Tzelnick and colleagues (2018) stated that ESS is often recommended for symptomatic patients with recurrent acute rhinosinusitis or CRS who have failed conservative treatment.  Post-operative care has been felt to be critical for both maintaining the surgical patency of the operated sinuses and improving patient symptoms.  Debridement of the sino-nasal cavities is one such post-operative care measure that has frequently been studied in the literature, often with conflicting conclusions.  These investigators examined the effects of post-operative sino-nasal debridement versus no debridement following ESS.  The Cochrane ENT Information Specialist searched the ENT Trials Register; Central Register of Controlled Trials (CENTRAL, via the Cochrane Register of Studies); PubMed; Embase; Web of Science; ClinicalTrials.gov; ICTRP and additional sources for published and unpublished trials.  The date of the search was May 21, 2018; RCTs comparing post-operative nasal debridement versus no debridement in adult patients with recurrent acute rhinosinusitis or CRS undergoing ESS.  These researchers included studies in which the patients acted as self-controls (i.e., 1 side of the nose underwent debridement and the other side did not) only for the secondary endoscopy outcomes.  These investigators used the standard methodological procedures expected by Cochrane.  The primary outcome measures were: health-related QOL, disease severity (patient-reported symptom scores) and significant adverse effects (bleeding requiring intervention, severe pain, iatrogenic injury).  Secondary outcomes were: post-operative endoscopic appearance of the sino-nasal surgical cavities (endoscopic scores), recorded use of post-operative medical treatment and rate of revision surgery.  They used GRADE to assess the quality of the evidence for each outcome; this is indicated in italics.  These investigators included 4 studies (152 participants), with a follow-up duration ranging from 3 to 12 months.  In 2 studies patients acted as self-controls, i.e., 1 side of the nose underwent debridement and the other side did not (“split-nose” studies).  The risk of bias in all studies was high, mostly due to the inability to blind the patients to the debridement procedure.  Primary outcomes included disease-specific health-related QOL scores.  Only 1 study (58 participants) provided data for disease-specific health-related QOL.  At 6 months follow-up, lower disease-specific health-related QOL scores, measured using the Sino-Nasal Outcome Test-22 (SNOT-22, range 0 to 110), were noted in the debridement group, but the difference was not statistically significant (9.7 in the debridement group versus 10.3 in the control group, p = 0.47) (low-quality evidence).  Disease severity (patient-reported symptom score): Only 1 study (60 participants) provided data for disease severity measured by VAS score.  No significant differences in total symptom score were observed between groups post-operatively (low-quality evidence).  Significant adverse effects related to the debridement procedure were not reported in any of the included studies, however it is unclear whether data regarding adverse effects were not collected or if none was indeed observed in any of the included studies.  Secondary outcomes: All 4 studies assessed the post-operative endoscopic appearance of the sino-nasal cavities using the Lund-Kennedy score (range 0 to 10).  A pooled analysis of endoscopic scores in the 2 non “split-nose” studies revealed better endoscopic scores in the debridement group, however this was not a statistically significant difference (mean difference [MD] -0.31, 95 % CI: -1.35 to 0.72; I² = 0 %; 2 studies; 118 participants) (low-quality evidence).  A sub-analysis of the adhesion formation component of the endoscopic score was available for all 4 studies and revealed a significantly lower adhesion rate in the debridement group (risk ratio [RR] of 0.43, 95 % CI: 0.28 to 0.68; I² = 29 %; 4 studies; 152 participants).  Analysis of the number needed to treat to benefit revealed that for every 3 patients undergoing debridement, the endoscopic score would be decreased by 1 point in 1 patient.  For every 5 patients undergoing debridement adhesion formation would be prevented in 1 patient.  Use of post-operative medical treatment was reported in all studies, all of which recommended nasal douching.  Steroids (systemic or nasal) were administered in 2 studies.  However, the data were very limited and heterogeneous, thus, these researchers could not analyze the impact of concomitant post-operative medical treatment.  The rate of revision surgery was not reported in any of the included studies, however it was unclear whether these data were not recorded or if there were no revision surgeries in any of the included studies.  The authors concluded that they were uncertain about the effects of post-operative sino-nasal debridement due to high risk of bias in the included studies and the low quality of the evidence.  They stated that sino-nasal debridement may make little or no difference to disease-specific health-related QOL or disease severity.  Low-quality evidence suggested that post-operative debridement is associated with a significantly lower risk of adhesions at 3 months follow-up.  Whether this has any impact on longer-term outcomes is unknown.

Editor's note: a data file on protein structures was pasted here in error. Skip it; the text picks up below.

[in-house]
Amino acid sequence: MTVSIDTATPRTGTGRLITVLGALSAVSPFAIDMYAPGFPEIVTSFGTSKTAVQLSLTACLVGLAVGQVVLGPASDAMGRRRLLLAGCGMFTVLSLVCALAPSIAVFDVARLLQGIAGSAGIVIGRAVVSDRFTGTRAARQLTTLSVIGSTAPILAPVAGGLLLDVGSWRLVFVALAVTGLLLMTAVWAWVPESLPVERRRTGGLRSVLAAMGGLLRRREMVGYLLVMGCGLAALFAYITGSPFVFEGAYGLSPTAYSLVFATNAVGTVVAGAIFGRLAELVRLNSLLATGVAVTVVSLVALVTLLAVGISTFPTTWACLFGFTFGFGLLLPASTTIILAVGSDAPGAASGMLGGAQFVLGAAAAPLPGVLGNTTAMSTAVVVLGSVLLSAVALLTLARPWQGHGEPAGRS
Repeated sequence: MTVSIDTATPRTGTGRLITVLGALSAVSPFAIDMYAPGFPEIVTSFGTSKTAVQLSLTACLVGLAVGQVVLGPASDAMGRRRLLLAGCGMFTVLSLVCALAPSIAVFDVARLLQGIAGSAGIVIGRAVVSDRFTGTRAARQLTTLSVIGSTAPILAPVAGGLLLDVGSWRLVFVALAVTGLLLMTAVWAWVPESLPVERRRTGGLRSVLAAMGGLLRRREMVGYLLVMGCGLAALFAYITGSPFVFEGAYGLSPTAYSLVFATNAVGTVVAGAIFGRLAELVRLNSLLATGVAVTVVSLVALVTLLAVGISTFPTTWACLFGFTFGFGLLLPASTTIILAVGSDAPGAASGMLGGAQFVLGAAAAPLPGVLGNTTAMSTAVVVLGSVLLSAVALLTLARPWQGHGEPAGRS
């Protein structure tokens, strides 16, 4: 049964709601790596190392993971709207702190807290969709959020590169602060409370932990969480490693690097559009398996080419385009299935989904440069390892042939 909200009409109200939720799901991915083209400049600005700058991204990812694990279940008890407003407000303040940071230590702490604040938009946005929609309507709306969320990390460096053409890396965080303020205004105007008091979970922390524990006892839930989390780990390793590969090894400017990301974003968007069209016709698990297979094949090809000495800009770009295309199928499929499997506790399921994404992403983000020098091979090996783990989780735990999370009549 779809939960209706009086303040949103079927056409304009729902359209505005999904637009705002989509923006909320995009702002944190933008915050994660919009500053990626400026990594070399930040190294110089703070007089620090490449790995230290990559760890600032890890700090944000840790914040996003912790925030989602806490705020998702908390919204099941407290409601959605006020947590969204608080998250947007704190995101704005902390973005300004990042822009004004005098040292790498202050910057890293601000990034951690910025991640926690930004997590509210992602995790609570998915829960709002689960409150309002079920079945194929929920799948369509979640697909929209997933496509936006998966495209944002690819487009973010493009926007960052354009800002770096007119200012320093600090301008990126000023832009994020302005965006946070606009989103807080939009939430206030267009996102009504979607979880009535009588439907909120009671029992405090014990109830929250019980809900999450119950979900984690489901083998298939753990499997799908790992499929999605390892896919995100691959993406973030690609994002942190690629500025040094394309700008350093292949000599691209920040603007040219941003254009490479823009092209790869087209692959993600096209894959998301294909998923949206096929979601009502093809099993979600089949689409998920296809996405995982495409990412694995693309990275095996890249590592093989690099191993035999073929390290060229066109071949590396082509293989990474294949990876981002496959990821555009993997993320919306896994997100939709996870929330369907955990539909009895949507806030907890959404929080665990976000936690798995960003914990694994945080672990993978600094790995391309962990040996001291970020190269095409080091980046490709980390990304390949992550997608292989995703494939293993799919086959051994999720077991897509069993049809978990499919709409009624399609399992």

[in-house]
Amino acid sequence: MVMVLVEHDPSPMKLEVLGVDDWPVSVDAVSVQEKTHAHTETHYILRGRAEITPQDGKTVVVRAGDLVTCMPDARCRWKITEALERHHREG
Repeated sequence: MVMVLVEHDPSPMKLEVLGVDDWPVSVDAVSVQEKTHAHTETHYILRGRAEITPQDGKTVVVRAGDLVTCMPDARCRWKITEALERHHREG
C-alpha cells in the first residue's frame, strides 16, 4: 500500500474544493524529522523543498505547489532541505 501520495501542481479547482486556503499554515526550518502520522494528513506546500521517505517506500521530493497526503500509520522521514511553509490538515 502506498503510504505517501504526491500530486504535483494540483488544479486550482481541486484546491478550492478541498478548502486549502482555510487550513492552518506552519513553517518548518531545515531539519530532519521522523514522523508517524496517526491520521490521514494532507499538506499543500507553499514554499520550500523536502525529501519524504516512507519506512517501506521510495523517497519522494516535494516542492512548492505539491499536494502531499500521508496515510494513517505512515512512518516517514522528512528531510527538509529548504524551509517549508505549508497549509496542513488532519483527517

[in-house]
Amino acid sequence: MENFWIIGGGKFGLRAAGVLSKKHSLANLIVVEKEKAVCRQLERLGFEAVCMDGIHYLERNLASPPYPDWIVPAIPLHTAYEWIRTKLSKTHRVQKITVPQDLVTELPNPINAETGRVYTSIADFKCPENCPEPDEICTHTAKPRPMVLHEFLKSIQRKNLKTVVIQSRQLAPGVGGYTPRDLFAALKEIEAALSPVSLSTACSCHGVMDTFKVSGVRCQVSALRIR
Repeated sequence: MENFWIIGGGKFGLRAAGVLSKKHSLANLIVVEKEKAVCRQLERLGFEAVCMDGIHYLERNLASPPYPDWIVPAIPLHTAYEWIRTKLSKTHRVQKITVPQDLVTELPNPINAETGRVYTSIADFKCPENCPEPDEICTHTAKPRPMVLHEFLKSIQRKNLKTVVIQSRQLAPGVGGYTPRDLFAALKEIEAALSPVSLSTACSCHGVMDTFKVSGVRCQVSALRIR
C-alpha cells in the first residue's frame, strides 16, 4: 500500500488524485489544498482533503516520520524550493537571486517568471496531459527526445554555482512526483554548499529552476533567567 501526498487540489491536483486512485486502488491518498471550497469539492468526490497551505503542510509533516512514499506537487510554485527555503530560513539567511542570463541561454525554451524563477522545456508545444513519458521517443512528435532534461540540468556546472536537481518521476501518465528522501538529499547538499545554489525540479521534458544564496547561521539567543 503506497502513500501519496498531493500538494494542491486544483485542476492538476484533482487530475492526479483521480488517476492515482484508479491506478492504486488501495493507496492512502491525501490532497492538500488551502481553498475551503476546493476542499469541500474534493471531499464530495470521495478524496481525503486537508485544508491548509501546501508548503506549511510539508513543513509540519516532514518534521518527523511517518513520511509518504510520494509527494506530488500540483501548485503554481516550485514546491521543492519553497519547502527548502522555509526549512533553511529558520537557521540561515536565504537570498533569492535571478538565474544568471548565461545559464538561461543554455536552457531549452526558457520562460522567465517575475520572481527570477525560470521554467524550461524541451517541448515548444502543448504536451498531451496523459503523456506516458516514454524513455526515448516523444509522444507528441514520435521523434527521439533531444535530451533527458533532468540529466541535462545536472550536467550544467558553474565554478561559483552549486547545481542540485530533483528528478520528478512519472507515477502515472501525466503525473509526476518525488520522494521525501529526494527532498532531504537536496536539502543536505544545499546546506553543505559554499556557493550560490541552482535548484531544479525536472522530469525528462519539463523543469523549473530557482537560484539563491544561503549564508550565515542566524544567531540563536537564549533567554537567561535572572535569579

Table: CPT Codes / HCPCS Codes / ICD-10 Codes